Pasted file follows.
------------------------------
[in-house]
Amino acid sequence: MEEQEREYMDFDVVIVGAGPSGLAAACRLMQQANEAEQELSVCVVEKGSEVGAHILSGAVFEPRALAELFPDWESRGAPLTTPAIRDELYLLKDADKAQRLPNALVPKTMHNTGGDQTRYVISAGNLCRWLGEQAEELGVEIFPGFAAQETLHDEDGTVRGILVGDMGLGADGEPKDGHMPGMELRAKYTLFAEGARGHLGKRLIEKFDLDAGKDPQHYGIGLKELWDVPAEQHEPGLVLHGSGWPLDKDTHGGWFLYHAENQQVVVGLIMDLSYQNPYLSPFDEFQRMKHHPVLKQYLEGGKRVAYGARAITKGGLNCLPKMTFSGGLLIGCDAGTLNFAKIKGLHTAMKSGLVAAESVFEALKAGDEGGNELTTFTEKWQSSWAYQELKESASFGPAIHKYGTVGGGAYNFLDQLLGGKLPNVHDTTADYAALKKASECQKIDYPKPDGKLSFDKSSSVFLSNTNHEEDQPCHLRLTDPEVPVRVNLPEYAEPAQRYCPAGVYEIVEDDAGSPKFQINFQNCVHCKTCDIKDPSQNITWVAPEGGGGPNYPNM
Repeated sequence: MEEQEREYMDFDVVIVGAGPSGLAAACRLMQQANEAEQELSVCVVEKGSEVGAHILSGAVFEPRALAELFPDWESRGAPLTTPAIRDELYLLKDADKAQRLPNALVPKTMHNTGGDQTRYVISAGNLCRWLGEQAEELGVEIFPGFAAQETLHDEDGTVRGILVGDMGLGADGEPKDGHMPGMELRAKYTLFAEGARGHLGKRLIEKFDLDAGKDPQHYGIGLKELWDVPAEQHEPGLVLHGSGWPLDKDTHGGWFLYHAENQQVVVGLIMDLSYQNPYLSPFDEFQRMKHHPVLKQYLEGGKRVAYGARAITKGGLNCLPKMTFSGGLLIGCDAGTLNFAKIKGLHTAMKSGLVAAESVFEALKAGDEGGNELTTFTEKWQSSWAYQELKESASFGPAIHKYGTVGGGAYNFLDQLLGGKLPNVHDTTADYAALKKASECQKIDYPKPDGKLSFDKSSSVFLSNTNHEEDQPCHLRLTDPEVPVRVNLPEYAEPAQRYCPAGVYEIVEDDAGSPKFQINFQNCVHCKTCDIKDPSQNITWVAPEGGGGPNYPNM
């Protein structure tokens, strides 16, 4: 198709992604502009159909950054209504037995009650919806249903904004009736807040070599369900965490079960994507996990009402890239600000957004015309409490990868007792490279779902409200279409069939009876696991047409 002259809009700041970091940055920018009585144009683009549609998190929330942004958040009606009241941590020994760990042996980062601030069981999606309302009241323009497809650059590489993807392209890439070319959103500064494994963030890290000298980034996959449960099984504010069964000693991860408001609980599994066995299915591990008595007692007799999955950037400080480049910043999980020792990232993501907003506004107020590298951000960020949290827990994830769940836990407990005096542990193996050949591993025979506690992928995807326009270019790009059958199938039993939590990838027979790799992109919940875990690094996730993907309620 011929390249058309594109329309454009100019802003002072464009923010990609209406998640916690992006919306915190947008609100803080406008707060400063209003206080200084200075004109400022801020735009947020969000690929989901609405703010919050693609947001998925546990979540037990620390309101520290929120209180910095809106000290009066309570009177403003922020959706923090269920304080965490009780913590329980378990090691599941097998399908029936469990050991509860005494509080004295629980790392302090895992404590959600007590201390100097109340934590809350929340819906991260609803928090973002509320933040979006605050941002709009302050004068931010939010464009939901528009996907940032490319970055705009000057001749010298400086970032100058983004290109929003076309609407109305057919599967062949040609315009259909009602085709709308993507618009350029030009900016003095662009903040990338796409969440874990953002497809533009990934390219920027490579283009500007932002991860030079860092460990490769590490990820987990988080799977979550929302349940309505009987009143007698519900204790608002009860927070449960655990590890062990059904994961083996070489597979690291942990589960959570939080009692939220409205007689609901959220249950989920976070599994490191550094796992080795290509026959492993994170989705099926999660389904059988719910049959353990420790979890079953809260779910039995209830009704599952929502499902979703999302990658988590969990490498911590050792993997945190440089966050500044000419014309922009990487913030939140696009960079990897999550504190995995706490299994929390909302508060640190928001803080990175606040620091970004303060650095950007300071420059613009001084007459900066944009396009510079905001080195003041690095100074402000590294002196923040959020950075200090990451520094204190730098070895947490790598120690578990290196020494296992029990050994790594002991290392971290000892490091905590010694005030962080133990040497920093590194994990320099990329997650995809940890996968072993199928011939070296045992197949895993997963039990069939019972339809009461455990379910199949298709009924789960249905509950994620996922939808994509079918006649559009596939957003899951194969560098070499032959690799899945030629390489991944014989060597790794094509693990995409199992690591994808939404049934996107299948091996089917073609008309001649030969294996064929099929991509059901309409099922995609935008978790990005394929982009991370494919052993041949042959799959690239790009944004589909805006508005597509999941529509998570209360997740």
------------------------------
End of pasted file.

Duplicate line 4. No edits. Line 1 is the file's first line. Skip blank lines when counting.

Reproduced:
């Protein structure tokens, strides 16, 4: 198709992604502009159909950054209504037995009650919806249903904004009736807040070599369900965490079960994507996990009402890239600000957004015309409490990868007792490279779902409200279409069939009876696991047409 002259809009700041970091940055920018009585144009683009549609998190929330942004958040009606009241941590020994760990042996980062601030069981999606309302009241323009497809650059590489993807392209890439070319959103500064494994963030890290000298980034996959449960099984504010069964000693991860408001609980599994066995299915591990008595007692007799999955950037400080480049910043999980020792990232993501907003506004107020590298951000960020949290827990994830769940836990407990005096542990193996050949591993025979506690992928995807326009270019790009059958199938039993939590990838027979790799992109919940875990690094996730993907309620 011929390249058309594109329309454009100019802003002072464009923010990609209406998640916690992006919306915190947008609100803080406008707060400063209003206080200084200075004109400022801020735009947020969000690929989901609405703010919050693609947001998925546990979540037990620390309101520290929120209180910095809106000290009066309570009177403003922020959706923090269920304080965490009780913590329980378990090691599941097998399908029936469990050991509860005494509080004295629980790392302090895992404590959600007590201390100097109340934590809350929340819906991260609803928090973002509320933040979006605050941002709009302050004068931010939010464009939901528009996907940032490319970055705009000057001749010298400086970032100058983004290109929003076309609407109305057919599967062949040609315009259909009602085709709308993507618009350029030009900016003095662009903040990338796409969440874990953002497809533009990934390219920027490579283009500007932002991860030079860092460990490769590490990820987990988080799977979550929302349940309505009987009143007698519900204790608002009860927070449960655990590890062990059904994961083996070489597979690291942990589960959570939080009692939220409205007689609901959220249950989920976070599994490191550094796992080795290509026959492993994170989705099926999660389904059988719910049959353990420790979890079953809260779910039995209830009704599952929502499902979703999302990658988590969990490498911590050792993997945190440089966050500044000419014309922009990487913030939140696009960079990897999550504190995995706490299994929390909302508060640190928001803080990175606040620091970004303060650095950007300071420059613009001084007459900066944009396009510079905001080195003041690095100074402000590294002196923040959020950075200090990451520094204190730098070895947490790598120690578990290196020494296992029990050994790594002991290392971290000892490091905590010694005030962080133990040497920093590194994990320099990329997650995809940890996968072993199928011939070296045992197949895993997963039990069939019972339809009461455990379910199949298709009924789960249905509950994620996922939808994509079918006649559009596939957003899951194969560098070499032959690799899945030629390489991944014989060597790794094509693990995409199992690591994808939404049934996107299948091996089917073609008309001649030969294996064929099929991509059901309409099922995609935008978790990005394929982009991370494919052993041949042959799959690239790009944004589909805006508005597509999941529509998570209360997740």